On Bond Street in the 70’s

LIVING ON BOND STREET WAS BOTH HARD and idyllic. We felt like pioneers, even though a semblance of civilization was a block away on Second Avenue. New York University had not yet invaded NoHo with violet flags and buses, uptown had not invaded downtown, gentrification was happening somewhere else. Urban decay and manic panic were all around, yet there was something prelapsarian about our little colony, where the words of a prophet named Samo were written on tenement walls, and I’d record them in my diary as evidence of asphalt innocence. He turned out to be Jean-Michel Basquiat.

Every year, when the wind started whistling through my walls, I gave a “Fuck February” party. Couples fucked and did I won’t say what else on the icy terrace. When celebrities came, nobody wrote their names down or blogged their photos, though a few did bob their heads approvingly the night Mott the Hoople’s Ian Hunter sat down to play the always magically in-tune piano, and it caused a slight stir when a neighbor fed up with the Voidoids tossed a beer can through that skylight, seasoning the buffet with shards of glass. My future wife came to another of those parties, and asked if I was crazy, allowing so many lowlifes into a loft with Picassos and a Braque on the wall.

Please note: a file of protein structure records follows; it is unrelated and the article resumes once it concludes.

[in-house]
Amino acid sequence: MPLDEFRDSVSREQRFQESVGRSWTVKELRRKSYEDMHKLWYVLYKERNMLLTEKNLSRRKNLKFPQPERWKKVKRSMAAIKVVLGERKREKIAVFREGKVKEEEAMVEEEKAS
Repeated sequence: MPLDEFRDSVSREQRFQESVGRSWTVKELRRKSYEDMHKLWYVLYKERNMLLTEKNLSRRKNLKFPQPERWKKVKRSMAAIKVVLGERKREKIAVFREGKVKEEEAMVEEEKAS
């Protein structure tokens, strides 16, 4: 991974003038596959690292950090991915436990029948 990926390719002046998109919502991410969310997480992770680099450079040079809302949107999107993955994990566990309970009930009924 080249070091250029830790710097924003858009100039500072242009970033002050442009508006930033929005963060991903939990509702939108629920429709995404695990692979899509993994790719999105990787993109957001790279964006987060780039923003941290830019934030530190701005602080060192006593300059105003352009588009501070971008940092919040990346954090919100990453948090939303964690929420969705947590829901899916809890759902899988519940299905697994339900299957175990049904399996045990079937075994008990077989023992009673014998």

“Do you think anybody except you and I knows what they are?” I asked her. It may have been the moment we clicked.

Five years after I moved in, the rent was $225 a month when the phone rang and my landlord sounded as if he was next door. He was, in fact, in town and wanted his apartment back immediately for an indeterminate period and, instead of moving into a hotel as he suggested, I took it as a sign and moved away.

I admit, I’ve sometimes looked back. So I know that 52 Bond is still there (as are my old locals, Phebe’s and Marion’s); it’s still brick-red and shabby, and probably seems an eyesore to the uptown-chic aristos now plunking down multi-millions for condos at 40 and 48 Bond, which was an empty lot that hosted a thriving crack supermarket through much of the 1980’s. For years, I missed that loft.

But finally, things have changed.

 

Michael Gross is the author of 740 Park: The Story of the World’s Richest Apartment Building.